Washington Job Forecast Is Positive


Economic consulting firm Moody’s Analytics has forecasted U.S. job growth by geographic region and by industry. This interactive was updated March 7, 2012. We will update it each month.

This graphic shows actual job growth through fourth-quarter 2011 and Moody’s Analytics’ forecasted job growth for first-quarter 2012 through fourth-quarter 2015. It covers every state, the District of Columbia and 384 metro areas, broken down by fourteen industry sectors. The data are seasonally adjusted.

National, state and metro data through fourth-quarter 2011 are averages of monthly data from the Bureau of Labor Statistics‘ Current Employment Statistics (CES) survey.

The CES survey tracks the number of people employed full and part time by industry. It excludes proprietors, self-employed people, unpaid family or volunteer workers, farmworkers and domestic workers. Government employment covers only civilian workers. Employees are counted where they work, not where they live.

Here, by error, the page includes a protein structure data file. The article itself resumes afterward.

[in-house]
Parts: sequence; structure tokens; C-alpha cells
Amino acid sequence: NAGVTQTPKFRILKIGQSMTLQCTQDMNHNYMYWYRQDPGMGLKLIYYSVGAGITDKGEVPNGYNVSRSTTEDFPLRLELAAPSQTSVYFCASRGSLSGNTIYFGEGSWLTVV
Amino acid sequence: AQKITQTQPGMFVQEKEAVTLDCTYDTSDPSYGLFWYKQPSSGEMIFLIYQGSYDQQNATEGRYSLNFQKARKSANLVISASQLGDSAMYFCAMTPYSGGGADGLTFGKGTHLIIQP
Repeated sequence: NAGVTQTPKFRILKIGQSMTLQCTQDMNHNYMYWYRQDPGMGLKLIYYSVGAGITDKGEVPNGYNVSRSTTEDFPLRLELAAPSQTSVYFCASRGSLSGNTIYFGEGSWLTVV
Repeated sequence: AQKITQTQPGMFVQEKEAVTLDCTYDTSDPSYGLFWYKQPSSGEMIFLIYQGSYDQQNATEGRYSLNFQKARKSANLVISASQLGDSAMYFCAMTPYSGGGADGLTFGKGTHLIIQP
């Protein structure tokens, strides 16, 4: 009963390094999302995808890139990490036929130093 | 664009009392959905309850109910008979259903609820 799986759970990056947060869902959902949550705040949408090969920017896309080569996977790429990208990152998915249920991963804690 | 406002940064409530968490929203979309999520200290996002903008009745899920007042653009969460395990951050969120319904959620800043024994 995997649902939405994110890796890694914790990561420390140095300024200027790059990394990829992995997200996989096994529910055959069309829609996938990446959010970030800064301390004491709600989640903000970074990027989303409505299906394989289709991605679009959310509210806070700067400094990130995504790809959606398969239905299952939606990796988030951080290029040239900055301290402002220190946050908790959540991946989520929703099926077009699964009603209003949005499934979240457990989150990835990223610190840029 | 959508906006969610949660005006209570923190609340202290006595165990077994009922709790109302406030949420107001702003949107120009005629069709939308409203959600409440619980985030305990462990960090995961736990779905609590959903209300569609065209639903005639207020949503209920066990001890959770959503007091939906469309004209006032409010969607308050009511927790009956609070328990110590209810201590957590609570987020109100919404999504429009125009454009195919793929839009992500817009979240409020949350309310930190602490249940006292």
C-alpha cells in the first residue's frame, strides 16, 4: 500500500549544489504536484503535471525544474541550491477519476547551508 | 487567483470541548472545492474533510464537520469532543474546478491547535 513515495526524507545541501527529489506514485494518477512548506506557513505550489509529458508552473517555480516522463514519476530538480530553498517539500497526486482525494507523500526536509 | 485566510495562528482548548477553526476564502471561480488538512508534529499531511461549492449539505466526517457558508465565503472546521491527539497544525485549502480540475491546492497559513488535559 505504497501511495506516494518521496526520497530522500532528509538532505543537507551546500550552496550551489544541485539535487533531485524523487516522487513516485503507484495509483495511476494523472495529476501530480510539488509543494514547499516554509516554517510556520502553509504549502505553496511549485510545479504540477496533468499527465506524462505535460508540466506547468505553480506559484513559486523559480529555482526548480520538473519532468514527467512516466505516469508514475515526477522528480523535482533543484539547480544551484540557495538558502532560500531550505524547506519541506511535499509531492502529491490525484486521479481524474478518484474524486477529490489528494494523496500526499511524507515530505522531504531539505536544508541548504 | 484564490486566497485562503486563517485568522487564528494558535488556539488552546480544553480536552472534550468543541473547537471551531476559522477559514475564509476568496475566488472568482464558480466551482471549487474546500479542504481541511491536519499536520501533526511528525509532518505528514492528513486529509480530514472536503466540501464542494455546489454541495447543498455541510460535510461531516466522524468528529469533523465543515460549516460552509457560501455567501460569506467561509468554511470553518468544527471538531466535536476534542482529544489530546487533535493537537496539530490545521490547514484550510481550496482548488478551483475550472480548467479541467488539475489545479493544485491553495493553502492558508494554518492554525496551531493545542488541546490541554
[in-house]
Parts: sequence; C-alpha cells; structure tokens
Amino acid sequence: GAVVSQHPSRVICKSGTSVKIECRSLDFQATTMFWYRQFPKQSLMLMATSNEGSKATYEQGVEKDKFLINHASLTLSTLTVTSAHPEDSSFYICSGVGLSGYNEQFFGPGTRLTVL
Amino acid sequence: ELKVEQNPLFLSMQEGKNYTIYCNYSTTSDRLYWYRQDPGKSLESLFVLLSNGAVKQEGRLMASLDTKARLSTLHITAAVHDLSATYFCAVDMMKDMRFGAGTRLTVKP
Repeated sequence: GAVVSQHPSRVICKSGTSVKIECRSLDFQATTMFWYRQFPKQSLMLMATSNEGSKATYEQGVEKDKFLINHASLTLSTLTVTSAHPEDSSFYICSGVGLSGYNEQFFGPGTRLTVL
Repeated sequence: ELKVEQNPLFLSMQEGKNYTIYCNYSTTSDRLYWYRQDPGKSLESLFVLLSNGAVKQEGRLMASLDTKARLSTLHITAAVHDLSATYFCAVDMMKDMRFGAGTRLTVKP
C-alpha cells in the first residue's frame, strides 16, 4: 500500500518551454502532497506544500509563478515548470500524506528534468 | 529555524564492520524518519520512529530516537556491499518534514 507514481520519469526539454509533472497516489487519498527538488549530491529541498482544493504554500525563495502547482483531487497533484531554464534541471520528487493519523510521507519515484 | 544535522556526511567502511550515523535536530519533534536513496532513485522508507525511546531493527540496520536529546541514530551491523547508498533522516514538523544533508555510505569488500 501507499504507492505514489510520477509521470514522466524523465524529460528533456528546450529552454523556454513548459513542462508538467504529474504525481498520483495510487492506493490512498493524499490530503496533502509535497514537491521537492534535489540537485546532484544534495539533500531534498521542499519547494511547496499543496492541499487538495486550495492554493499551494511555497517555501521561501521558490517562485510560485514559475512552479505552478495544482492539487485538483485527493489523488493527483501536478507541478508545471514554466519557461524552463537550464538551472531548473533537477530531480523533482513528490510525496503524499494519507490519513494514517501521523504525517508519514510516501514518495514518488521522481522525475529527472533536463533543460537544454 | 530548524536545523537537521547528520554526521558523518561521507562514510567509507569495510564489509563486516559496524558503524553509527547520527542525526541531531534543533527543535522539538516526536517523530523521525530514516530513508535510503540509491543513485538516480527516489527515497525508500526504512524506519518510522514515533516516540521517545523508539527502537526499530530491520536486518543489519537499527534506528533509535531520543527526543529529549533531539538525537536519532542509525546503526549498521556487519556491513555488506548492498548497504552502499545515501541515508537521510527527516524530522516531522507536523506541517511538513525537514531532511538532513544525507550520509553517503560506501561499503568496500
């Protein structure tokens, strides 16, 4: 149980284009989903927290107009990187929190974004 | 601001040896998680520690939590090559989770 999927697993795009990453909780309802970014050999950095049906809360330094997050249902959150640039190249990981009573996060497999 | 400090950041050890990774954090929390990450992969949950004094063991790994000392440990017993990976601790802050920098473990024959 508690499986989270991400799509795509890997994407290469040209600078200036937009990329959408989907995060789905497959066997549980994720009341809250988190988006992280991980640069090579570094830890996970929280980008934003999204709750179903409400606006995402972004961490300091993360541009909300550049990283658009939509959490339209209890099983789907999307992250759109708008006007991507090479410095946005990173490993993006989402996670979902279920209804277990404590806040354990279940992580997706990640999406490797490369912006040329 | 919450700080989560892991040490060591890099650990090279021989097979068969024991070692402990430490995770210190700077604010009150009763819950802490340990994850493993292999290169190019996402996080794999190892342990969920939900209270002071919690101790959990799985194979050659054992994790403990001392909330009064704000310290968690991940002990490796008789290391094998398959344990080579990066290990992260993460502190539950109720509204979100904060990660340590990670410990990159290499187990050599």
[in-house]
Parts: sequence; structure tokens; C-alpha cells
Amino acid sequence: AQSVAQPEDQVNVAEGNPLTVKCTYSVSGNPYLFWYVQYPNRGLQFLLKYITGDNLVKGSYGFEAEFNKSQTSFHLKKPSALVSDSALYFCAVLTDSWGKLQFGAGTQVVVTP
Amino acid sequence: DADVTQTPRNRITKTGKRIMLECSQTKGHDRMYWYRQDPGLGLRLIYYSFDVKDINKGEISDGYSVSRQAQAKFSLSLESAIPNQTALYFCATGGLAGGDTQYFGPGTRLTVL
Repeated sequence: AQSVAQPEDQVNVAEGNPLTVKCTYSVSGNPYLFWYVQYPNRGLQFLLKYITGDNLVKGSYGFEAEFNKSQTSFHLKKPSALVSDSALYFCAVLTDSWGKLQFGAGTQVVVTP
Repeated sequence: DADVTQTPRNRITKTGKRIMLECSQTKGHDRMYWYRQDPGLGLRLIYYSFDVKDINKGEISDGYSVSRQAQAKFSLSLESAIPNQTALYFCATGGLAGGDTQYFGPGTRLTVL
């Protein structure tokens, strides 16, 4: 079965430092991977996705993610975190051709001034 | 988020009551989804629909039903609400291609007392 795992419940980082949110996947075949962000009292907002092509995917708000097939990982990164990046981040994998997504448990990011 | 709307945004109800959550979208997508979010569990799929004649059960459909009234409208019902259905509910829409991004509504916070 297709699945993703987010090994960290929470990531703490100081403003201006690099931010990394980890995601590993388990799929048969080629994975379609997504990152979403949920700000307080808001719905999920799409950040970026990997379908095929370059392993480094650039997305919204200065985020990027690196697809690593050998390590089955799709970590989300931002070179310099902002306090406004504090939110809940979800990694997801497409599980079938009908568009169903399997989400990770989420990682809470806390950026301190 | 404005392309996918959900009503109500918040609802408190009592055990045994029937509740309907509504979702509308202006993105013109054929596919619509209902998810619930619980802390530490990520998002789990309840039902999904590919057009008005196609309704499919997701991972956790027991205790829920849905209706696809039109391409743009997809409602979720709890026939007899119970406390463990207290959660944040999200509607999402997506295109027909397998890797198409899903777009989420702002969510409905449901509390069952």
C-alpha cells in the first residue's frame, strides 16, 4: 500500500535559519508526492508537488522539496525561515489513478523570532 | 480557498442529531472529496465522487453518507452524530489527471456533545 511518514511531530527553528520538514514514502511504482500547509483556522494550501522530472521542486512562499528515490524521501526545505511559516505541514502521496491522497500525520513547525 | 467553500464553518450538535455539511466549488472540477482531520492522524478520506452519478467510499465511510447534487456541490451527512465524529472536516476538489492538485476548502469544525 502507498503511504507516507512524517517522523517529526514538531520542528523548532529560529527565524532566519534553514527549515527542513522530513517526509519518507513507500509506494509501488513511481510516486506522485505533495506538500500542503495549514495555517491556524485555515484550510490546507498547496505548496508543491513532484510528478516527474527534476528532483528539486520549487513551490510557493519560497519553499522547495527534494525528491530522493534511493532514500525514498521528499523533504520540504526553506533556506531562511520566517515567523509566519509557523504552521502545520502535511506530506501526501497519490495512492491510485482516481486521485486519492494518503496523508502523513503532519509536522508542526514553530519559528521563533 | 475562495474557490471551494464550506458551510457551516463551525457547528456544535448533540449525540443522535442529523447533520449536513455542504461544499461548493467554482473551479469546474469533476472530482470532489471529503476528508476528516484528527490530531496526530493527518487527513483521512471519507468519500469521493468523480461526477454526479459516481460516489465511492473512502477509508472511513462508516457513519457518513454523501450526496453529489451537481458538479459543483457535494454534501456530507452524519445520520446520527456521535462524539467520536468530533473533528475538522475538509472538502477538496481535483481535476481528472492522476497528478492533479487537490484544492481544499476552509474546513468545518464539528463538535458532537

The CES survey is based on a sample of businesses and government agencies and is subject to sampling and nonsampling error. As a result, precise employment rankings are not possible for all geographies and industry sectors. Industry sector estimates, especially for smaller geographies or industries, can be volatile due to smaller sample sizes.

The data for first-quarter 2012 through fourth-quarter 2015 are forecasted by Moody’s Analytics. Demographic trends such as population growth, migration patterns, the age composition of populations, cost of living and business costs, and the global orientation of regional economies are key factors in its forecasts.

The forecasting model reflects the industry makeup of regions and the growth outlook for those industries. For example, the industrial Midwest takes into account the problems in the auto industry, and the relative success of the technology industry is reflected in forecasts for California’s Bay Area and Boston.

Moody’s Analytics’ model also takes into account policy decisions made by the Federal Reserve and the U.S. government.


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